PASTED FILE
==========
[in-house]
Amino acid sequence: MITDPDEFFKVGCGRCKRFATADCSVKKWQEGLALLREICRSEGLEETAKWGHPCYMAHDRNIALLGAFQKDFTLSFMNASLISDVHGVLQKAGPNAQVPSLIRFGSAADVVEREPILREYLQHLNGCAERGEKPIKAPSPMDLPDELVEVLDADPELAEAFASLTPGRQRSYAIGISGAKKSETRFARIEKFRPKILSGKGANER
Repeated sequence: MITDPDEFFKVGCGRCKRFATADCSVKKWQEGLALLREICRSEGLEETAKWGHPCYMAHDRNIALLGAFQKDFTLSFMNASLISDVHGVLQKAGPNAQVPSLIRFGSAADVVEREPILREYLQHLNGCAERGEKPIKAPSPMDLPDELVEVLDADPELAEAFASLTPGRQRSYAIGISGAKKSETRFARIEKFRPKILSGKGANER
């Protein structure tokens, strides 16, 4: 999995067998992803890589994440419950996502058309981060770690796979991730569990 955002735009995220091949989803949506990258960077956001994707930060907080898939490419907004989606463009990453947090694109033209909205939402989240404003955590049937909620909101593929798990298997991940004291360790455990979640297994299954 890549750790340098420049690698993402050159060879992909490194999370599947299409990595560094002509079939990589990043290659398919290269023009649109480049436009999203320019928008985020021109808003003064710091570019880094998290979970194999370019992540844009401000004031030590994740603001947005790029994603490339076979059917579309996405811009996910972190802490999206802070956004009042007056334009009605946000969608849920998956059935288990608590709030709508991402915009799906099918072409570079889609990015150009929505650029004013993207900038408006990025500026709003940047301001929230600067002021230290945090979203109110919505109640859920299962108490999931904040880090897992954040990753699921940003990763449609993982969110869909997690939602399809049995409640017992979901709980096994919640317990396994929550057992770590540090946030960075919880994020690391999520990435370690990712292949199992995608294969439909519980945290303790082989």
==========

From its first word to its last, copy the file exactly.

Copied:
[in-house]
Amino acid sequence: MITDPDEFFKVGCGRCKRFATADCSVKKWQEGLALLREICRSEGLEETAKWGHPCYMAHDRNIALLGAFQKDFTLSFMNASLISDVHGVLQKAGPNAQVPSLIRFGSAADVVEREPILREYLQHLNGCAERGEKPIKAPSPMDLPDELVEVLDADPELAEAFASLTPGRQRSYAIGISGAKKSETRFARIEKFRPKILSGKGANER
Repeated sequence: MITDPDEFFKVGCGRCKRFATADCSVKKWQEGLALLREICRSEGLEETAKWGHPCYMAHDRNIALLGAFQKDFTLSFMNASLISDVHGVLQKAGPNAQVPSLIRFGSAADVVEREPILREYLQHLNGCAERGEKPIKAPSPMDLPDELVEVLDADPELAEAFASLTPGRQRSYAIGISGAKKSETRFARIEKFRPKILSGKGANER
């Protein structure tokens, strides 16, 4: 999995067998992803890589994440419950996502058309981060770690796979991730569990 955002735009995220091949989803949506990258960077956001994707930060907080898939490419907004989606463009990453947090694109033209909205939402989240404003955590049937909620909101593929798990298997991940004291360790455990979640297994299954 890549750790340098420049690698993402050159060879992909490194999370599947299409990595560094002509079939990589990043290659398919290269023009649109480049436009999203320019928008985020021109808003003064710091570019880094998290979970194999370019992540844009401000004031030590994740603001947005790029994603490339076979059917579309996405811009996910972190802490999206802070956004009042007056334009009605946000969608849920998956059935288990608590709030709508991402915009799906099918072409570079889609990015150009929505650029004013993207900038408006990025500026709003940047301001929230600067002021230290945090979203109110919505109640859920299962108490999931904040880090897992954040990753699921940003990763449609993982969110869909997690939602399809049995409640017992979901709980096994919640317990396994929550057992770590540090946030960075919880994020690391999520990435370690990712292949199992995608294969439909519980945290303790082989």